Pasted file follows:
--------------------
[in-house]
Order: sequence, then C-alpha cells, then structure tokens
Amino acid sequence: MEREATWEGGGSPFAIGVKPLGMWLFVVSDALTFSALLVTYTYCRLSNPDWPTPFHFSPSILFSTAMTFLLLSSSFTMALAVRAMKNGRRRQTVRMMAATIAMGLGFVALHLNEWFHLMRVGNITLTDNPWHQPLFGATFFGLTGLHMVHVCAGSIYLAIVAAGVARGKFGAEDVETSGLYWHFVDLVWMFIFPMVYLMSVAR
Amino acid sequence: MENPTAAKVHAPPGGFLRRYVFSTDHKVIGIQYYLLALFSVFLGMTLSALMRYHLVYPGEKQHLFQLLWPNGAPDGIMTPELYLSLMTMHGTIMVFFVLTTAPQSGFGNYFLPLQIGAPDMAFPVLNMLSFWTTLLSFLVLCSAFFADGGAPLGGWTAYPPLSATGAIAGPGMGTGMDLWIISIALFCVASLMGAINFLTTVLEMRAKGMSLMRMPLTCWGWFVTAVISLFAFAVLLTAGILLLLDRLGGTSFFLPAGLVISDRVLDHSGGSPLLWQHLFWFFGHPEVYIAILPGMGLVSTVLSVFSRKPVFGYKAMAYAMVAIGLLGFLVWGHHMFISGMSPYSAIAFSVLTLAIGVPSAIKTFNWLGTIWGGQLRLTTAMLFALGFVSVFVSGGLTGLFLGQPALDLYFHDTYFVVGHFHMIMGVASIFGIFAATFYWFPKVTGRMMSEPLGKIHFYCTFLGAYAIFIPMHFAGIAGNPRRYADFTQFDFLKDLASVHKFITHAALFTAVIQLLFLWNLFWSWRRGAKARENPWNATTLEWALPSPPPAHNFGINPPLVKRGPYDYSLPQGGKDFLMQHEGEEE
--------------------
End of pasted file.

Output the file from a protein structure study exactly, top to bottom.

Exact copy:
[in-house]
Order: sequence, then C-alpha cells, then structure tokens
Amino acid sequence: MEREATWEGGGSPFAIGVKPLGMWLFVVSDALTFSALLVTYTYCRLSNPDWPTPFHFSPSILFSTAMTFLLLSSSFTMALAVRAMKNGRRRQTVRMMAATIAMGLGFVALHLNEWFHLMRVGNITLTDNPWHQPLFGATFFGLTGLHMVHVCAGSIYLAIVAAGVARGKFGAEDVETSGLYWHFVDLVWMFIFPMVYLMSVAR
Amino acid sequence: MENPTAAKVHAPPGGFLRRYVFSTDHKVIGIQYYLLALFSVFLGMTLSALMRYHLVYPGEKQHLFQLLWPNGAPDGIMTPELYLSLMTMHGTIMVFFVLTTAPQSGFGNYFLPLQIGAPDMAFPVLNMLSFWTTLLSFLVLCSAFFADGGAPLGGWTAYPPLSATGAIAGPGMGTGMDLWIISIALFCVASLMGAINFLTTVLEMRAKGMSLMRMPLTCWGWFVTAVISLFAFAVLLTAGILLLLDRLGGTSFFLPAGLVISDRVLDHSGGSPLLWQHLFWFFGHPEVYIAILPGMGLVSTVLSVFSRKPVFGYKAMAYAMVAIGLLGFLVWGHHMFISGMSPYSAIAFSVLTLAIGVPSAIKTFNWLGTIWGGQLRLTTAMLFALGFVSVFVSGGLTGLFLGQPALDLYFHDTYFVVGHFHMIMGVASIFGIFAATFYWFPKVTGRMMSEPLGKIHFYCTFLGAYAIFIPMHFAGIAGNPRRYADFTQFDFLKDLASVHKFITHAALFTAVIQLLFLWNLFWSWRRGAKARENPWNATTLEWALPSPPPAHNFGINPPLVKRGPYDYSLPQGGKDFLMQHEGEEE